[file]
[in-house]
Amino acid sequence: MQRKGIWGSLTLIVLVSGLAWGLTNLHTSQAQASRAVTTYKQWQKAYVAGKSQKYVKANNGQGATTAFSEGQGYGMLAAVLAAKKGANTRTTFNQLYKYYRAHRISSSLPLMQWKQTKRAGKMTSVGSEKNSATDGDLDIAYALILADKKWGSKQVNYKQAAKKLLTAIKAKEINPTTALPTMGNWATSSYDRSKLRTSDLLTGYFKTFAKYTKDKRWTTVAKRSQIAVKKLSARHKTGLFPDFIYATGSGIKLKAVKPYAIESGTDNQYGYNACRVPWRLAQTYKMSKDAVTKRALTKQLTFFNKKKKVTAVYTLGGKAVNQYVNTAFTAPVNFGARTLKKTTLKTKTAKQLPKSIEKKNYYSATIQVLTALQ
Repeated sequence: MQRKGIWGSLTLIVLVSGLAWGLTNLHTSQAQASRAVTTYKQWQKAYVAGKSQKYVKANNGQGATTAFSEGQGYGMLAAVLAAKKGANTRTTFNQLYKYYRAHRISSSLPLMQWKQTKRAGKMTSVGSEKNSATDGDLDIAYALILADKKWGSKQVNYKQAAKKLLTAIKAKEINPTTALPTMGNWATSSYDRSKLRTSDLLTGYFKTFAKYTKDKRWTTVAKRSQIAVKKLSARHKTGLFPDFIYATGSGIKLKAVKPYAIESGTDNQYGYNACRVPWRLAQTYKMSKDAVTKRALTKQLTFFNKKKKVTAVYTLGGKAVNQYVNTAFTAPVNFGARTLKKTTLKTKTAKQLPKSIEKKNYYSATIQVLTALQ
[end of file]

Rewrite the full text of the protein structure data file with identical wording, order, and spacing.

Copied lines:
[in-house]
Amino acid sequence: MQRKGIWGSLTLIVLVSGLAWGLTNLHTSQAQASRAVTTYKQWQKAYVAGKSQKYVKANNGQGATTAFSEGQGYGMLAAVLAAKKGANTRTTFNQLYKYYRAHRISSSLPLMQWKQTKRAGKMTSVGSEKNSATDGDLDIAYALILADKKWGSKQVNYKQAAKKLLTAIKAKEINPTTALPTMGNWATSSYDRSKLRTSDLLTGYFKTFAKYTKDKRWTTVAKRSQIAVKKLSARHKTGLFPDFIYATGSGIKLKAVKPYAIESGTDNQYGYNACRVPWRLAQTYKMSKDAVTKRALTKQLTFFNKKKKVTAVYTLGGKAVNQYVNTAFTAPVNFGARTLKKTTLKTKTAKQLPKSIEKKNYYSATIQVLTALQ
Repeated sequence: MQRKGIWGSLTLIVLVSGLAWGLTNLHTSQAQASRAVTTYKQWQKAYVAGKSQKYVKANNGQGATTAFSEGQGYGMLAAVLAAKKGANTRTTFNQLYKYYRAHRISSSLPLMQWKQTKRAGKMTSVGSEKNSATDGDLDIAYALILADKKWGSKQVNYKQAAKKLLTAIKAKEINPTTALPTMGNWATSSYDRSKLRTSDLLTGYFKTFAKYTKDKRWTTVAKRSQIAVKKLSARHKTGLFPDFIYATGSGIKLKAVKPYAIESGTDNQYGYNACRVPWRLAQTYKMSKDAVTKRALTKQLTFFNKKKKVTAVYTLGGKAVNQYVNTAFTAPVNFGARTLKKTTLKTKTAKQLPKSIEKKNYYSATIQVLTALQ